Proposed changes in Pittsburgh schools’ student conduct code emphasize progressive and positive discipline
July 20, 2014 – by Eleanor Chute, Pittsburgh Post Gazette – The board of Pittsburgh Public Schools will vote Wednesday on Code of Student Conduct revisions that replace zero tolerance with more discretion, incorporate ideas from a student-proposed bill of rights and provide explicit protection of students for sexual orientation and gender identity expression.
Cheryl Kleiman, an attorney with Education Law Center, which worked with the district on the proposal, said this version eliminates remaining zero tolerance policies and allows individual discretion.
She said the proposed changes reflect a “commitment to the decreasing use of exclusionary discipline policies and increasing the focus on positive education outcomes.”
Dara Ware Allen, assistant superintendent of student support services, said, “We want to make sure schools are using all of the various interventions they can use for students before we exclude students from school.”
The proposal emphasizes positive progressive discipline aimed at improving behavior and keeping students in school.
In a letter to the district in May, law center attorneys said, “Zero tolerance discipline does not work. In fact, discipline policies that exclude students from school have disproportionately impacted students of color and students with disabilities, while providing no significant improvement to school climate or safety.”
In a section of the code about fighting, this addition is proposed: “Students experiencing disputes or conflict should contact the school counselor or social worker to learn about services available, including peer mediation and school counseling, to help resolve conflict and work through disputes.”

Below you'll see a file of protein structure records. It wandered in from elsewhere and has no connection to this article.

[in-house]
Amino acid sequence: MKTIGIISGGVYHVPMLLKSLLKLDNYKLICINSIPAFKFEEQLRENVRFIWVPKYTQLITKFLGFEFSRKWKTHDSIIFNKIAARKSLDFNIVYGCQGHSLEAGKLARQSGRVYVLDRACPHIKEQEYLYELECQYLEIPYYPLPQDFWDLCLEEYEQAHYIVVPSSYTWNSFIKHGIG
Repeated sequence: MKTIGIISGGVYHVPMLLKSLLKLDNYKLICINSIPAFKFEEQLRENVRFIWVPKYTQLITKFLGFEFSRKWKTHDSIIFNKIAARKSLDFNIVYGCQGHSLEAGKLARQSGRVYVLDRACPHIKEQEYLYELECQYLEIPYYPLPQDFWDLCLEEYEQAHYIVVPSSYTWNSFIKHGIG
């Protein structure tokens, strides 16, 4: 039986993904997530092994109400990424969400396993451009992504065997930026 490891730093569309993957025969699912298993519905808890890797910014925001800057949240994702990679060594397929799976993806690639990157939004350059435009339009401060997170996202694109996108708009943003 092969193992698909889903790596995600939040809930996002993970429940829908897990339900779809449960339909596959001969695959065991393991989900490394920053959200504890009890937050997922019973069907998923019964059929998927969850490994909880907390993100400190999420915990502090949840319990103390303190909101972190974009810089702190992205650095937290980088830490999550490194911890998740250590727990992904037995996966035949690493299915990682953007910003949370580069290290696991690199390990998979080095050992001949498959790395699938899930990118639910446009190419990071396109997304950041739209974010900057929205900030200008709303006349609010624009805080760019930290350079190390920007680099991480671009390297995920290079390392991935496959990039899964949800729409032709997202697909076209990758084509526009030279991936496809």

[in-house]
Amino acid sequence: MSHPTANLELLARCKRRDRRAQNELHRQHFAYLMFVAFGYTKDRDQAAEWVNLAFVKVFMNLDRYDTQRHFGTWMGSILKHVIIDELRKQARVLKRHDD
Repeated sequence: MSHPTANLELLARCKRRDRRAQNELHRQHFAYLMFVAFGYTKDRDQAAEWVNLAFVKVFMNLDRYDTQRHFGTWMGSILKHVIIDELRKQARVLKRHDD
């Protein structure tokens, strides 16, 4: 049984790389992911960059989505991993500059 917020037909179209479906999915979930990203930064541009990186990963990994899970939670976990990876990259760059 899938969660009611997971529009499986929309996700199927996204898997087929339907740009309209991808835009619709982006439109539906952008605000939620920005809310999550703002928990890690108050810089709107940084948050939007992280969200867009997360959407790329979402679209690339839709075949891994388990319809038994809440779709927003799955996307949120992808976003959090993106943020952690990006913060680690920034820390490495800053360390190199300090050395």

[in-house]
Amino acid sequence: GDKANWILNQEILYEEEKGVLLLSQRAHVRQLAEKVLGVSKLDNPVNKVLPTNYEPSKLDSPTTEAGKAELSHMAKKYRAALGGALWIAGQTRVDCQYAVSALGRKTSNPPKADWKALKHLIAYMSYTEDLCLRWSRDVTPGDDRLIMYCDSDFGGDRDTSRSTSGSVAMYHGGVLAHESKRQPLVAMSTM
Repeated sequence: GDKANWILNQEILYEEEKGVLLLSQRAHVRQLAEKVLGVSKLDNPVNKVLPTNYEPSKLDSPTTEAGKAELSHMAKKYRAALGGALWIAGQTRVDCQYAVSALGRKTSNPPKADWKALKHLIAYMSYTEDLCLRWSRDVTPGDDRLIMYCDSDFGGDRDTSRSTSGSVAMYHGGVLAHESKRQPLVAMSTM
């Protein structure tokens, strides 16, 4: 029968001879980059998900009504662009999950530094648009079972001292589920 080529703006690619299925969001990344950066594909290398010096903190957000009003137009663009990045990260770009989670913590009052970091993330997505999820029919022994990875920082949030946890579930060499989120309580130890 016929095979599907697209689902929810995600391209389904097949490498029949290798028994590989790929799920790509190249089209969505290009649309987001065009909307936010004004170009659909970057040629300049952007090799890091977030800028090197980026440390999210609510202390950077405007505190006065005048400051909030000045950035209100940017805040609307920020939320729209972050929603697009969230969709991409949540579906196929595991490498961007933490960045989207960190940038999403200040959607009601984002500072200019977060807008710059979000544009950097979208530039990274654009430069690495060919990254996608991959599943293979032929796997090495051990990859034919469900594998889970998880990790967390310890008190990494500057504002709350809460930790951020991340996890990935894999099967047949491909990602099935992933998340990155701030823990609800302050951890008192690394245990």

Ms. Allen said the district plans to do professional development to offer more such services and has applied for a federal grant to help put restorative justice practices into effect.
From the current policy, this line is proposed for elimination: “Criminal charges will be filed against any individual who commits an assault while at school, at a school-sponsored event or traveling to or from school.”
While criminal charges still may be filed, they would not be mandated.
Ms. Allen said, “We’re working to try to decriminalize certain behavior. Assault is serious, but we’re providing the discretion so we’re not automatically criminalizing our students.”
The proposal states “no student shall engage in harassment on the basis of known or perceived gender, age, race, color, sexual orientation, gender identity expression, national origin, religion, disability, socioeconomic status or political belief.”
Another portion of the proposal states that students may dress, within the constraints of the code, “in accordance with their stated gender identity and/ or expression.”
It does not address locker rooms or restrooms.
On student rights, it includes portions of a 10-point student bill of rights that members of TeenBloc of A+ Schools, an education advocacy organization, proposed last year. The proposed statement that “students have the right to a positive and inclusive learning environment that feels safe, respectful and welcoming for all students” combines points made in the bill of rights.
In some cases, the changes in the policy reflect current practice in at least some schools, Ms. Allen said.
A portion on alternative education emphasizes the due process rights available to parents before a student is placed. Ms. Kleiman said this complies with state guidance but had not been specifically stated in the local code as something that must be provided.
The proposed changes also would make it standard for communication about discipline to be in the student’s and parent’s preferred language. Ms. Allen said not all principals call for translators to communicate with parents in discipline cases.
The policy also makes clear that students younger than 21 may enroll in school even if they already have a GED.
The list of infractions contained in the code, which is divided into two levels, and possible “behavior management interventions” remains the same although further review of the list is expected the next year.
The board made other changes in the code last year, including clarifying the difference between the legal definition of “disorderly conduct” and “disruption of school.”
The Education Law Center filed a complaint last year with the U.S. Department of Education seeking an investigation into alleged discriminatory placement of students statewide in alternative education for disruptive youth programs.